I’ve often thought that if I came into a large / life-changing sum of money, like rock stars sometimes do, or lottery winners, the first person I’d tell (other than my husband!) is our family’s financial advisor. He is independent, works with people at all different wealth levels, has a thoroughly clean and trustworthy track record and is naturally quite a conservative person. Sure, he’ll grow your money, but he is ”Mr Fine Print” and very careful and prudent. I am not trustworthy or as financially savvy as I should be, and to blow through a large fortune would literally burn me with shame and regret BUT I’d like to have some to enjoy and spend guilt-free… so I’d get someone to help me BEFORE it got into a critical and difficult situation. Otherwise I’d just freeze and do nothing at all… and where’s the joy in that?

  • Kate says:

    Don’t tell anybody you have any money. The instant they know it, they’ll be on you like leeches … or like beggars at an Indian bazaar … screaming “BAKSHEESH!” day and night. Seriously, I worked for a firm that had a lawyer whose sole practice was digging lottery winners out of deep ditches that they took a surprisingly little time to fall into. The first thing he did was get them a reliable financial adviser to conserve what they had left, and then start selling things. His recommendation was for the FA to set up a bank account with an “allowance” that provided them a fixed income per month; the FA paid their bills. If there was enough money, he recommended putting it in a trust or foundation to which anybody wanting contributions for anything could apply. But the main thing was to separate them from the control of their money, and the sooner the better. And to dispose of all the bling……likewise.

    • David Ning says:

      It’s amazing how little self control so many lottery winners possess. I’m sure the FA in this case is raking in the commissions by selling all kinds of products to these lottery winners, but the alternative of having these people manage their own funds may be even worst.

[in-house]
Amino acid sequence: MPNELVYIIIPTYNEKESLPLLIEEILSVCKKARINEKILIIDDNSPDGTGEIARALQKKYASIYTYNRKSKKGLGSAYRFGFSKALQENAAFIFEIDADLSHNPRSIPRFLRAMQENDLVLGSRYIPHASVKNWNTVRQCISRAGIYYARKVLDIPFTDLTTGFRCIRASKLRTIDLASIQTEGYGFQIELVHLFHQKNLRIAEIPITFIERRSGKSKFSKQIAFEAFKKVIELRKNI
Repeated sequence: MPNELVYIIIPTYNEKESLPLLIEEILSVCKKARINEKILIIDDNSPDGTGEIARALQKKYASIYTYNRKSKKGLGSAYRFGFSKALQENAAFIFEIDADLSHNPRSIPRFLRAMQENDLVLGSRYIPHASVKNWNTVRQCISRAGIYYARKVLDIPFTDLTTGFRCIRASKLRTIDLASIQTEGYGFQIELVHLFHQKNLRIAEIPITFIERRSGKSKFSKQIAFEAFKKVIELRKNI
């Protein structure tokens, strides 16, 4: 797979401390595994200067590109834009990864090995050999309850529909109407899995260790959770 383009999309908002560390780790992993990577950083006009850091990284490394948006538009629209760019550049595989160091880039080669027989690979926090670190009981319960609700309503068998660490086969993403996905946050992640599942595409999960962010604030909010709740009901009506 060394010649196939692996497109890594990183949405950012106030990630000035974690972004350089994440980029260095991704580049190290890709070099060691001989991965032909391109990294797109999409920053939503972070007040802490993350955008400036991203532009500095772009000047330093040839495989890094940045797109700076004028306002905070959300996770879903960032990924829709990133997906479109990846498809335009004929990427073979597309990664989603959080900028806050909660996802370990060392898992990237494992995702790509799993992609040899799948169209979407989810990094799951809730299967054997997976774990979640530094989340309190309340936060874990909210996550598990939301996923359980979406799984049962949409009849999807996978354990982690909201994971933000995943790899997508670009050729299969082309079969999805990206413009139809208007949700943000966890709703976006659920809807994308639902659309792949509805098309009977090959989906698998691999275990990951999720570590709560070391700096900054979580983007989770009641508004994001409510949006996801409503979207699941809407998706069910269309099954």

• kazi says:

    Spend recklessly and use your credit cards for everything – those two are real killers. Great post, Vincent.

    • David Ning says:

      Spending recklessly just about does it on its own, but using credit can amplify that effect tenfold. For people who are making a ton of money, all it takes to right the ship is to just slow down once in a while and think about the situation.

  • On the other side of the coin there are a few rock stars / celebrities that do an awesome job with money. The smart ones realize that what they are doing may very well be temporary and thus use their fame to branch out into other markets. Dr. Dre with beats headphones and 50 cent with Vitamin Water come to mind. These guys didn’t just endorse a product, they took large equity stakes and built the brands.

    One of my favorite celebrities is Dennis Leary, because he applies himself to a wide variety of projects. The man started as a comedian, then did movies and had a successful tv show. He also wrote books, continued to issue out his comedy cds and tour as a comedian, AND did voice acting for movies like Ice Age and for Ford Truck commercials.

    So my top celebrity money lesson is to cultivate multiple sources of income.

    • David Ning says:

      Good examples John. It’s important to remember that many celebrities do turn out okay financially too. After all, many of them, even if the career is short, make a ton of money!

      And with their fame, they have a ton of leverage to jump start almost any type of consumer business. The smart ones would use the free marketing to build their fortunes.

  • Skint Dad says:

    It just proves that everybody is in the same boat.
    I suppose it doesn’t matter what you earn as it just means that you have bigger outgoings but more to lose. If you earn loads you’ll no doubt have a bigger house and bigger mortgage but I agree that it shouldn’t stop you following simple money planning.